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Categories: Book Love.

#BookReview ‘Union Street’ by Pat Barker #motherhood #women

Uncompromising, unbelievably sad and harsh, Union Street by Pat Barker does not hide the uncomfortable truths of poverty in North-East industrial England. This is the story of eight women who live on Union Street from teenager Kelly Brown to Alice Bell in her eighties and though each story is told individually, like the lives of the women, the stories interweave. An honest book about women struggling to hold life, family and home together, while retaining pride and some of their own individuality. Some succeed in this, others don’t. This is not a book about idealised motherhood. It is about putting bread on the table for your children no matter how you do it; including beating your husband to get his pay packet before he spends it on booze. These women are tough because they have to be; the choices are the cake factory, charring, and prostitution. Many marry young to feckless husbands because they are pregnant. This is not a light read; it features scenes of rape and backstreet abortion that somehow make the prostitution a lighter route. The language is often strong and some of the descriptions are difficult to read; but it is an honest book, bleak and realistic.
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Categories: Book Love.

#Bookreview ‘Smash All The Windows’ by Jane Davis @janedavisauthor #literary

Thought-provoking, sometimes difficult, always moving, Smash All The Windows by Jane Davis starts at a run as we are pitched straight into emotional turmoil, grief, anger and betrayal. There is an inquest investigating an accident thirteen years earlier, the undoing of a miscarriage of justice. In turn we meet the survivors, and the relatives of the victims. Davis follows the paths of each person to their own resolution; there is no self-help book to follow, they must each must work it out for themselves. We see flashbacks to the days and hours before the accident as Davis unravels the real truth of what happened. This is a complex story with legal twists and turns, misunderstandings and minute step-by-step detail of what happened on that day, thirteen years ago, when over-crowding at St Botolph and Old Billingsgate tube stations in London ended in death. For thirteen years, blame has been thrown around, scapegoats have been targeted, the media has dug for dirt. This is an imaginary accident but with echoes of so many disasters – Hillsborough, Grenfell, Kings Cross – that it can’t help but be affecting. There are a lot of victims and survivors, a lot of relatives. The high number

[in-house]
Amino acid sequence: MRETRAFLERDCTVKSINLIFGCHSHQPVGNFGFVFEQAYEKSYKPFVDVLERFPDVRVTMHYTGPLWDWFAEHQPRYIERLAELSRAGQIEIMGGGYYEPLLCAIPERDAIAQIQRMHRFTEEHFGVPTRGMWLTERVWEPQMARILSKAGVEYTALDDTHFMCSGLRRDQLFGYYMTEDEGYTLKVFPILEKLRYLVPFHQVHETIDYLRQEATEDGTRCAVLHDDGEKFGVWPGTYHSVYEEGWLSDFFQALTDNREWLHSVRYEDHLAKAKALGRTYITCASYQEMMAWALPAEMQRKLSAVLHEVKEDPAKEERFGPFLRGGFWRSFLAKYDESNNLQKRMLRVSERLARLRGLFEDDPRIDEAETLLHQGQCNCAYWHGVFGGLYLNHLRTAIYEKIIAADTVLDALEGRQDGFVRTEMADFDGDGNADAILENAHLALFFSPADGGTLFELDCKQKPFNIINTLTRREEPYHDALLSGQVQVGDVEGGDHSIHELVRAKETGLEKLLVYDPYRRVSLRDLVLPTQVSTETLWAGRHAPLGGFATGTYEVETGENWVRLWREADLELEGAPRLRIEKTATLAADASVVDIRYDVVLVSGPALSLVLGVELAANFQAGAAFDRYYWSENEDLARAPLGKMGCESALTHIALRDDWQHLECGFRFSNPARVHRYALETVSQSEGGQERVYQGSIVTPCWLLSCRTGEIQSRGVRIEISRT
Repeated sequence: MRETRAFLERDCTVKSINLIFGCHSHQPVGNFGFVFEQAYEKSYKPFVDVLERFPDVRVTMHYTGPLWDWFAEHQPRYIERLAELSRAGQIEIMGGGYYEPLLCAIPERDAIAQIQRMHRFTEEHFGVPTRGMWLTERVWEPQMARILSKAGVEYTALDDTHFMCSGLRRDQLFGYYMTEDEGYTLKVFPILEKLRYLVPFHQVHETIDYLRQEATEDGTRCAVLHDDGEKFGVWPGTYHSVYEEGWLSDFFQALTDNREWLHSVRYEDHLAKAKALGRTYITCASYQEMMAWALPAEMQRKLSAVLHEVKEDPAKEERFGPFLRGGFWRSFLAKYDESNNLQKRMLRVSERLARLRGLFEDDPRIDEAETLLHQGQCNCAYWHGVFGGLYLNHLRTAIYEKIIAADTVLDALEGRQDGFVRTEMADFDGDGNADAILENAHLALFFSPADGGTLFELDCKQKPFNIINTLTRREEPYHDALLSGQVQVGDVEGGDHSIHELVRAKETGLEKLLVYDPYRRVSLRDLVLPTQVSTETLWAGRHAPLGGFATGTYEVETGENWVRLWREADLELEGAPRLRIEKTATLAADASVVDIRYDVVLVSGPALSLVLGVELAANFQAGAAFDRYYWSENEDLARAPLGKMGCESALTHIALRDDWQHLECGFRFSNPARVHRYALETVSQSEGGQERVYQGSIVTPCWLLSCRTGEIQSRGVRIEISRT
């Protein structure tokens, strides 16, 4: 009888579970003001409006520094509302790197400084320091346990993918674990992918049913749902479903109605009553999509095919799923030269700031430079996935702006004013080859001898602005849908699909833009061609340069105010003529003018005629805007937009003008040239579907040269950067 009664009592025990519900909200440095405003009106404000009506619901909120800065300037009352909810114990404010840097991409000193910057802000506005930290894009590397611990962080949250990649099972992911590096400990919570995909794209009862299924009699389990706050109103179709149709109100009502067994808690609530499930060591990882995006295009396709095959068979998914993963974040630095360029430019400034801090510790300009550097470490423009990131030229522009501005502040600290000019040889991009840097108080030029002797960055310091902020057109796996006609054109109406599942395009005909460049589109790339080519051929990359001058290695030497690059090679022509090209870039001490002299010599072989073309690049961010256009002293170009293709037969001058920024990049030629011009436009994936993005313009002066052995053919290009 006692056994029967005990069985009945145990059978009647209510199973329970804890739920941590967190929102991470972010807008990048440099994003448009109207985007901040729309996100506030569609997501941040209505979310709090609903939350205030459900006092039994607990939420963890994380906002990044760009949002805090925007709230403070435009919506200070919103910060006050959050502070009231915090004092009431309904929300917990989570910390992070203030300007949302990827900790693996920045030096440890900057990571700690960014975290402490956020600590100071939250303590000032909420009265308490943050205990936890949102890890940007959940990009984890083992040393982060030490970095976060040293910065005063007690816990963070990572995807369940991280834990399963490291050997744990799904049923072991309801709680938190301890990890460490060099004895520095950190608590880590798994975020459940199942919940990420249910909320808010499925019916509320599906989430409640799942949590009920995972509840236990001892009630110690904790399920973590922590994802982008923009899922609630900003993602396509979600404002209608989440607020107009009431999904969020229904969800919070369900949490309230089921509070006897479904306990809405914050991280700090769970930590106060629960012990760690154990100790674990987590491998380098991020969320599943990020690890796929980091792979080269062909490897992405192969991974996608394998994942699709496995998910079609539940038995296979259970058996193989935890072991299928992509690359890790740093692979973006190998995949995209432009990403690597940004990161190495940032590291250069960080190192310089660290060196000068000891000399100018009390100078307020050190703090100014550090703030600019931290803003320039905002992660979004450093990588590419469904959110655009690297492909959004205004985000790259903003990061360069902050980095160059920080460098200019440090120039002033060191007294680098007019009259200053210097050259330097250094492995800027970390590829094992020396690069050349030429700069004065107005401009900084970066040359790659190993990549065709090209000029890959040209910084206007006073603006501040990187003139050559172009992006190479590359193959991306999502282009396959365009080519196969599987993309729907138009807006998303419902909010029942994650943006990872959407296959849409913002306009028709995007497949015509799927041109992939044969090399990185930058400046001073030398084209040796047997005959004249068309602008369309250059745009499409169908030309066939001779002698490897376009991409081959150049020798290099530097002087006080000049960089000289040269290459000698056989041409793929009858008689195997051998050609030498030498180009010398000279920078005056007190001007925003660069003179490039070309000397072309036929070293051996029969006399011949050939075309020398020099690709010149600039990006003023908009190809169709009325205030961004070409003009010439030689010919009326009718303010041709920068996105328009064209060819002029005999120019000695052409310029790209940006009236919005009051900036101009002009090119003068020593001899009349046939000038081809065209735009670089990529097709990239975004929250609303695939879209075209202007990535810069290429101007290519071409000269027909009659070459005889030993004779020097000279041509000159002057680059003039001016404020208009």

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Categories: Book Love.

A poem to read in the bath… ‘Serious’ by James Fenton #poetry

I picked up Selected Poems by James Fenton [below] in 2015] in my local library, drawn by the cover illustration; the colours, the corn cobs. I flicked through, and this was the poem that caught my eye. It is about love and hope and the fear of future regret.  Because of copyright restrictions I am unable to reproduce the poem in full, but please search it out in an anthology or at your local library. ‘Awake, alert, Suddenly serious in love, You’re a surprise. I’ve known you long enough – Now I can hardly meet your eyes. It’s not that I’m Embarrassed or ashamed. You’ve changed the rules The way I’d hoped they’d change Before I thought: hopes are for fools.’ BUY Read these other excerpts, and perhaps find a new poet to love:- ‘Because I could not stop for Death’ by Emily Dickinson ‘Name’ by Carol Ann Duffy ‘Not Waving but Drowning’ by Stevie Smith And if you’d like to tweet a link to THIS post, here’s my suggested tweet: A #poem to read in the bath: ‘Serious’ by James Fenton https://wp.me/p5gEM4-3g2 via @SandraDanby
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Categories: Poetry.

#BookReview ‘The Girl in the Painting’ by @RenitaDSilva #historical #India

When Renita D’Silva writes about India, it comes alive on the page. Her books are dual timeline family mysteries combining a modern day narrator with historical events set in India. With her latest, The Girl in the Painting, D’Silva tackles guilt, forgiveness and sati – when a husband dies, his widow burns with his body on the funeral pyre. It is her emotionally toughest novel yet and handled with sensitivity and balance. This is the story of three women – Margaret, Archana and Emma – pre-Great War in England, India in 1918 and England 2000. At the beginning, each woman is introduced in short chapters which made me long to dwell a while with each in turn, rather than jumping around. I was puzzled at how these three women, so different from each other, could be connected. Each has a deep sense of duty that, despite a longing to make her own decisions, is an anchor to a sometimes unwelcome, difficult, reality. Yet being impulsive and taking decisions without consideration for others often has far-reaching consequences. The early 20thcentury was a pivotal time in world history and a period of rapid change in the lives of women. Margaret’s family is separated tragically
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Categories: Book Love.